# Loss calculation in a switching Regulator rms current vs Avg Current

#### hoyyoth

Joined Mar 21, 2020
74
Dear Team

I was going through this video which explains the losses in a switching regulator(Basic Buck Converter). In this the author is calculating only resistive losses and diode losses.

For calculating resistive losses he is considering RMS current through the resistor and for calculating diode losses average current is taken to consideration.May I know why is it so.

How to decide when to consider average current and when to consider the average current.

Regards
HARI

#### crutschow

Joined Mar 14, 2008
27,213
If the voltage drop is an ohmic resistance (linear with current) then you use RMS current, since the power proportional to the square of the current (RMS is the square-root of the sum of the squares).
If the voltage drop is essentially constant (such as a diode) then you use average current, since the power is proportional to the current.

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#### hoyyoth

Joined Mar 21, 2020
74
If the voltage drop is an ohmic resistance (linear with current) then you use RMS current, since the power proportional to the square of the current (RMS is the square-root of the sum of the squares).
If the voltage drop is essentially constant (such as a diode) then you use average current, since the power is proportional to the current.

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Hi Curt,

Thank you.

If we have a constant voltage source and need to find the power across it always use average current.Correct me If I am wrong.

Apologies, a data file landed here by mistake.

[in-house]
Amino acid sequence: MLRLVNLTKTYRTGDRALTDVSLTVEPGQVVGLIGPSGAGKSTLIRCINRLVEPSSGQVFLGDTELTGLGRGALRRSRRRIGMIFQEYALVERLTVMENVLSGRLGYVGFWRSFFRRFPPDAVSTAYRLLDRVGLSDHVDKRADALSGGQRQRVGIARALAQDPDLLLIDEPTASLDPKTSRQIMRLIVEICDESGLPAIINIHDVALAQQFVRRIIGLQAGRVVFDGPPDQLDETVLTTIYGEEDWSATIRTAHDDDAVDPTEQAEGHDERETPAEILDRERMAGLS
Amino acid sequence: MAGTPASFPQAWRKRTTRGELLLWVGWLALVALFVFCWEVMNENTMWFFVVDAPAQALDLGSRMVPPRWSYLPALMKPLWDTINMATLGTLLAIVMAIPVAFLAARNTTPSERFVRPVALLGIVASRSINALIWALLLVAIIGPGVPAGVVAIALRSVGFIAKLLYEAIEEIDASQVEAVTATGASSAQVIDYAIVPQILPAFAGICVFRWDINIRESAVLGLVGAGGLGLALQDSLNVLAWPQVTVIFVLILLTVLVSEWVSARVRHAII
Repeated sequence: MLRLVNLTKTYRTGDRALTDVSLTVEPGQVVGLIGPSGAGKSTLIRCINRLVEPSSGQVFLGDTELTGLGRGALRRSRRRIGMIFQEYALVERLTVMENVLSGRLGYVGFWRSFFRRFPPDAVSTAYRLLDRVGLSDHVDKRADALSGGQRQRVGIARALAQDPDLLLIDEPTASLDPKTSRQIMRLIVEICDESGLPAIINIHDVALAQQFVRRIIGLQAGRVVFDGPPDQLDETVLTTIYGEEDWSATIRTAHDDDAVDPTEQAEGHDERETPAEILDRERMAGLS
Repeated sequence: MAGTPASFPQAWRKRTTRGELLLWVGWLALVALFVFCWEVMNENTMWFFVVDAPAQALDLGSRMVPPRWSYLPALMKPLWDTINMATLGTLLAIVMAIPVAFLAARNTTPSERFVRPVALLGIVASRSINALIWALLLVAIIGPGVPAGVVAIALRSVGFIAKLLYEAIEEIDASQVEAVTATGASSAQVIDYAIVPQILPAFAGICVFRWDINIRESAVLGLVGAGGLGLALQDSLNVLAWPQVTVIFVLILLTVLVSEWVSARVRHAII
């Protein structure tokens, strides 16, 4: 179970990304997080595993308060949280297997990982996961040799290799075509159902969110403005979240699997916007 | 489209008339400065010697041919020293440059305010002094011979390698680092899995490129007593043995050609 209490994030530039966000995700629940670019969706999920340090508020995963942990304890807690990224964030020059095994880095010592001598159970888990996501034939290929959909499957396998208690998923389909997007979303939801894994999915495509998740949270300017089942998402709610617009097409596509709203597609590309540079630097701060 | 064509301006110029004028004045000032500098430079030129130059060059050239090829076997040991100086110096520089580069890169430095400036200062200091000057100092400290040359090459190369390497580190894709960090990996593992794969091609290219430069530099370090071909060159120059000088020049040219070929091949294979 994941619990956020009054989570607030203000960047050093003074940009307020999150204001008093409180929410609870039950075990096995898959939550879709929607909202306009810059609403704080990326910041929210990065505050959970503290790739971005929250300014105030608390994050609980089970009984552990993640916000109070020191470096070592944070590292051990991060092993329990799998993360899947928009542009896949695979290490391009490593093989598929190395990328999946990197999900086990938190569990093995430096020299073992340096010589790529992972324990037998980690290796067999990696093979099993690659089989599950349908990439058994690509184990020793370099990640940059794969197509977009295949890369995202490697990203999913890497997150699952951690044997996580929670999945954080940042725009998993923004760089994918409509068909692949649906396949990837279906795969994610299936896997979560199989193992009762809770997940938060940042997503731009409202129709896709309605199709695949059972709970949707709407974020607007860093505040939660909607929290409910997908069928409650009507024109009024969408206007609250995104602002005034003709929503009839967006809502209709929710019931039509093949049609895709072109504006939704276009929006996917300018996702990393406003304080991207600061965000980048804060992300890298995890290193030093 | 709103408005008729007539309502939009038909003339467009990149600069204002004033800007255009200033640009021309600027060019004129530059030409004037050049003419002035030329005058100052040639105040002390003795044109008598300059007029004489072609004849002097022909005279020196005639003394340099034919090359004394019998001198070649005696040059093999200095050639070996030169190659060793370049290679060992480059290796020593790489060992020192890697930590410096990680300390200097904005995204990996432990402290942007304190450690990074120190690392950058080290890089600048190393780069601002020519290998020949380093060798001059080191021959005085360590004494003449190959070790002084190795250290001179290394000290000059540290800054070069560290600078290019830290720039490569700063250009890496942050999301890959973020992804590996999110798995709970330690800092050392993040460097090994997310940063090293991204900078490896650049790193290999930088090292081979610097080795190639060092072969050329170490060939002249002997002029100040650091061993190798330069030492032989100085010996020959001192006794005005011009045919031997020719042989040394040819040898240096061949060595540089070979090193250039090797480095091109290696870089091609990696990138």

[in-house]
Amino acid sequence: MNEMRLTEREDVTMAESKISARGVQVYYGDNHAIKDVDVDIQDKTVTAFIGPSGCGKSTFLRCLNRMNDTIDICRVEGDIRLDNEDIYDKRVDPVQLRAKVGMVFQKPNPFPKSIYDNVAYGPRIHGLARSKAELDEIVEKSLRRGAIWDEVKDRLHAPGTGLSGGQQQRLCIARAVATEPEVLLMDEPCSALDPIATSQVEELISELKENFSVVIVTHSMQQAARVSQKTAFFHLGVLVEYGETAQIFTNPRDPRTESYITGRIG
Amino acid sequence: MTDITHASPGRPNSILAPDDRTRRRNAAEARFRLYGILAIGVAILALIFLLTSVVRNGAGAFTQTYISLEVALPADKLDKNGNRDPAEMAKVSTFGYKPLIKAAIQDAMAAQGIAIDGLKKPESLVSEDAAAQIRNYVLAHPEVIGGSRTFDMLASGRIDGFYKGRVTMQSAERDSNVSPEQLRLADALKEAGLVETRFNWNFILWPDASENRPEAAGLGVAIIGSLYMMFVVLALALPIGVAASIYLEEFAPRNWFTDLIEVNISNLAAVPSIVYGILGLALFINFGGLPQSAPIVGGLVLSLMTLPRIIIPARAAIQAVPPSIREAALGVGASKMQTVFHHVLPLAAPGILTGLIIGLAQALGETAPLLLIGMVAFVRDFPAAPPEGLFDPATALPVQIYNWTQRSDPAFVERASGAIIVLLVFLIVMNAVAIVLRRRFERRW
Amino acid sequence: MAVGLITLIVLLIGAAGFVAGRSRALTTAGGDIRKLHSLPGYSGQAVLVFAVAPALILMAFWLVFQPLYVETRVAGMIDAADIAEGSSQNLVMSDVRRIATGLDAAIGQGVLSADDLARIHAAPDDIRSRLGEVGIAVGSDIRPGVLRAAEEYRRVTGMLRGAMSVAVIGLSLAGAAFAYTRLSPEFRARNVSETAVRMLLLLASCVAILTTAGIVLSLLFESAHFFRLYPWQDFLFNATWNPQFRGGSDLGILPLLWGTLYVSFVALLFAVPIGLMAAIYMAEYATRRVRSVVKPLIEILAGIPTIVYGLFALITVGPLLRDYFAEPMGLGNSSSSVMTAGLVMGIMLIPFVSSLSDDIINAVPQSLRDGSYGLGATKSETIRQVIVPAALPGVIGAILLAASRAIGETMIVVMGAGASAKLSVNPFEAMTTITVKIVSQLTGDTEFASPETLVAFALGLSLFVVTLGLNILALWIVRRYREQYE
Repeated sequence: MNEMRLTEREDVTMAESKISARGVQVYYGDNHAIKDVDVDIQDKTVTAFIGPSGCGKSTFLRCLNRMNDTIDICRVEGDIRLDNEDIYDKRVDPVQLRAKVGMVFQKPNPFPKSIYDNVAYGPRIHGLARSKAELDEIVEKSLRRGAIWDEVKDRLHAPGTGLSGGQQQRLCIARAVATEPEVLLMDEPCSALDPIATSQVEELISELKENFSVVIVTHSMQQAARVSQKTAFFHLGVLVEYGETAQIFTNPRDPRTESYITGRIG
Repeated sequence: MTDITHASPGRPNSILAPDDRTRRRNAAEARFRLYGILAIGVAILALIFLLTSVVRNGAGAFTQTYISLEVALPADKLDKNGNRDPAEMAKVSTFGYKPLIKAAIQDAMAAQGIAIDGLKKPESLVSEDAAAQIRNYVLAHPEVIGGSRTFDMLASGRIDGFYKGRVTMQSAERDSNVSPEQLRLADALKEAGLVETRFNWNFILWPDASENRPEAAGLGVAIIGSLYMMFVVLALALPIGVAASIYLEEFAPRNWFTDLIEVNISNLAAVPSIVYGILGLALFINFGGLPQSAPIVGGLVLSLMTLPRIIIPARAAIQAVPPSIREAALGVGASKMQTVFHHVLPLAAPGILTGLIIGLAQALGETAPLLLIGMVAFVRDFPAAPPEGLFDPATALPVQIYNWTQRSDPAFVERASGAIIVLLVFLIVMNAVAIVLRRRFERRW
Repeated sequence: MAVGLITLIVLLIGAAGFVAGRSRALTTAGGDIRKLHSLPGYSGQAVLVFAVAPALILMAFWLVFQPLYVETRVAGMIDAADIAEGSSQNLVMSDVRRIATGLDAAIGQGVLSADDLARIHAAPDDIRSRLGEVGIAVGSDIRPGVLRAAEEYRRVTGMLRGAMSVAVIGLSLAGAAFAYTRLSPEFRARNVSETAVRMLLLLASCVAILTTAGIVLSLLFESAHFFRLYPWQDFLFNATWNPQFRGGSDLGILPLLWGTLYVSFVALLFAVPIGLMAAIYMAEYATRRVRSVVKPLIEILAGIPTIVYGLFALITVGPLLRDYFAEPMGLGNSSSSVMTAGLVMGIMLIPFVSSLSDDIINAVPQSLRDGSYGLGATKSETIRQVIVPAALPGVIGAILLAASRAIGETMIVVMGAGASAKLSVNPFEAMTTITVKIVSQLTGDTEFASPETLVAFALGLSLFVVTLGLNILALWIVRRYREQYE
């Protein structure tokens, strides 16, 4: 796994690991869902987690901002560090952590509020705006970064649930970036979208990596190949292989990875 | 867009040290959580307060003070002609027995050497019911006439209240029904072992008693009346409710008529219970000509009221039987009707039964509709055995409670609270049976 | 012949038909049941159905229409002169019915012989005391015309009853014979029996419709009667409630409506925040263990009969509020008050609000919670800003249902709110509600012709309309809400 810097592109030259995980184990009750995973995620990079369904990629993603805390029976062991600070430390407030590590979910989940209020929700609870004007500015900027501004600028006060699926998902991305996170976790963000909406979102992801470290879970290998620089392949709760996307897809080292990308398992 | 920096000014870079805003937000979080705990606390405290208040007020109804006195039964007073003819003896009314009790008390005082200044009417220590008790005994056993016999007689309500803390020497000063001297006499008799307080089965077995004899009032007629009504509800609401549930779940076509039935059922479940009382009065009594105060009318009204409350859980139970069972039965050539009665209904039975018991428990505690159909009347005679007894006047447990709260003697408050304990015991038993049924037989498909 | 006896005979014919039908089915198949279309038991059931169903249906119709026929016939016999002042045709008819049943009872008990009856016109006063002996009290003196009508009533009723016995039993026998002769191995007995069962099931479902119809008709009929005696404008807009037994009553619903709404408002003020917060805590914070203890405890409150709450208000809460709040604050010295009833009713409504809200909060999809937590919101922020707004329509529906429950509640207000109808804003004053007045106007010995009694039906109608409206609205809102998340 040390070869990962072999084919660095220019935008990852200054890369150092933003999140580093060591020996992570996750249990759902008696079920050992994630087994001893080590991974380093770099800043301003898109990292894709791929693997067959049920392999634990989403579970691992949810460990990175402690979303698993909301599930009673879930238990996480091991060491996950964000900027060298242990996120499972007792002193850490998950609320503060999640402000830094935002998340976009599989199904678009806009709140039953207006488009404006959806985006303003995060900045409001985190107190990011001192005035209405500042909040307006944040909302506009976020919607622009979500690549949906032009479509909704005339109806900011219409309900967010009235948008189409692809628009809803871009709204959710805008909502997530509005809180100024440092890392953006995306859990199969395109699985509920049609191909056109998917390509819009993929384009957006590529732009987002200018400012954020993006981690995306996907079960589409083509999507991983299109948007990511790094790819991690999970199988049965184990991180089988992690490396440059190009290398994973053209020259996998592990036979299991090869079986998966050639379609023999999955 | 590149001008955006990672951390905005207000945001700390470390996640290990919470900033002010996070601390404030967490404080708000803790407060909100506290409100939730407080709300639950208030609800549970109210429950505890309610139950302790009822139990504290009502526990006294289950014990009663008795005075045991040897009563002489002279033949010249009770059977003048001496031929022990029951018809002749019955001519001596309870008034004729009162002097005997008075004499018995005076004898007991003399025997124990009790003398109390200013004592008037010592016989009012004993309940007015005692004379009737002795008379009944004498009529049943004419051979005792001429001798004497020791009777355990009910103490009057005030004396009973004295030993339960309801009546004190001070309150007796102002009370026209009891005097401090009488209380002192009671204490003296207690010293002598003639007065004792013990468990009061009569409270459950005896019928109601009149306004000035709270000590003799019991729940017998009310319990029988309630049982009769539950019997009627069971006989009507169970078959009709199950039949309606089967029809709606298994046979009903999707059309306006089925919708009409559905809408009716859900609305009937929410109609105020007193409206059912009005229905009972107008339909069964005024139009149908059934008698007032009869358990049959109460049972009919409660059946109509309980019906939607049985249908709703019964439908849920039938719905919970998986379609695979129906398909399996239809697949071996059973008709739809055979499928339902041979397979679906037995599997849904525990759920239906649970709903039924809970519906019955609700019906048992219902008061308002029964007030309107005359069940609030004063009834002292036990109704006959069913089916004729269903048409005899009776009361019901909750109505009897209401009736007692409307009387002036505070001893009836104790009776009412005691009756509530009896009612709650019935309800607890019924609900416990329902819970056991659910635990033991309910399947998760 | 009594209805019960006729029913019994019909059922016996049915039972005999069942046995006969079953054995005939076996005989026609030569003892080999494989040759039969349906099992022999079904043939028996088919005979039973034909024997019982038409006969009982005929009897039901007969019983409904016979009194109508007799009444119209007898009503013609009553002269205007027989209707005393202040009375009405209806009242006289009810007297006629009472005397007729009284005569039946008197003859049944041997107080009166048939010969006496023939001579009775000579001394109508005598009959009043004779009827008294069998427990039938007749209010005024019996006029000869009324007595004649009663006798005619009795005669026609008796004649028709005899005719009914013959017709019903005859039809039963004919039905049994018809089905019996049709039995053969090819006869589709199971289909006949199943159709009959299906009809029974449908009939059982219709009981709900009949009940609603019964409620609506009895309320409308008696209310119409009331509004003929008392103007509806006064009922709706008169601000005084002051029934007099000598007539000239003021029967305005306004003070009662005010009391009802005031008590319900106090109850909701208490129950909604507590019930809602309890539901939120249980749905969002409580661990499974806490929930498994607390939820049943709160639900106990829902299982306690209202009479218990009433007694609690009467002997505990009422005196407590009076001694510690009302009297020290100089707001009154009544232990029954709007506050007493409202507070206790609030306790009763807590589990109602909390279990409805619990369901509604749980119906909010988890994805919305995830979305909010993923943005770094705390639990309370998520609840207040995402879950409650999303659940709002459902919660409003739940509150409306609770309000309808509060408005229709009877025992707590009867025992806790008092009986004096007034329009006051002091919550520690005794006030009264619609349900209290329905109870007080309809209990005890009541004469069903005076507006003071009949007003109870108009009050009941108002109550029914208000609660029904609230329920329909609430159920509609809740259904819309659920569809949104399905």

For any linear device we can use RMS current.If I need to find the loss due to MOSFET Rds then I need to use RMS current.

Hope my understanding is correct.

Regards
HAri

#### crutschow

Joined Mar 14, 2008
27,213

#### vanderghast

Joined Jun 14, 2018
55
The general loss in a MOSFET is more complicated.
For low frequency, you are right, when the MOSFET is blocking, then the current is zero and the power, still current times voltage, is zero. And when the MOSFET is conducting, it is the difference of voltage between the drain and the source, generally called the voltage at the MOSFET, times IC which matters. So, you are rigth using the avarage.
But at high frequency, when you often switches from passing to blocking, your MOSFET come from (low voltage, high current) to (high voltage, low current), in a non zero time. If you draw, on the same graph, versus time (horizontally), both the current and the voltage (vertically), that makes an X. And the product of the two is NOT zero. Each times you switches ON to OFF or OFF to ON, that relatively small loss is repeated. And that may become the MAJOR source of loss if you do it 1000 times, 10 000 times, or 1 000 000 times a second. It is dependant of the switching time, and generally, the datasheet supplies a graph for it, versus the frequency (and the duty cycle, if they add both "types" of loss).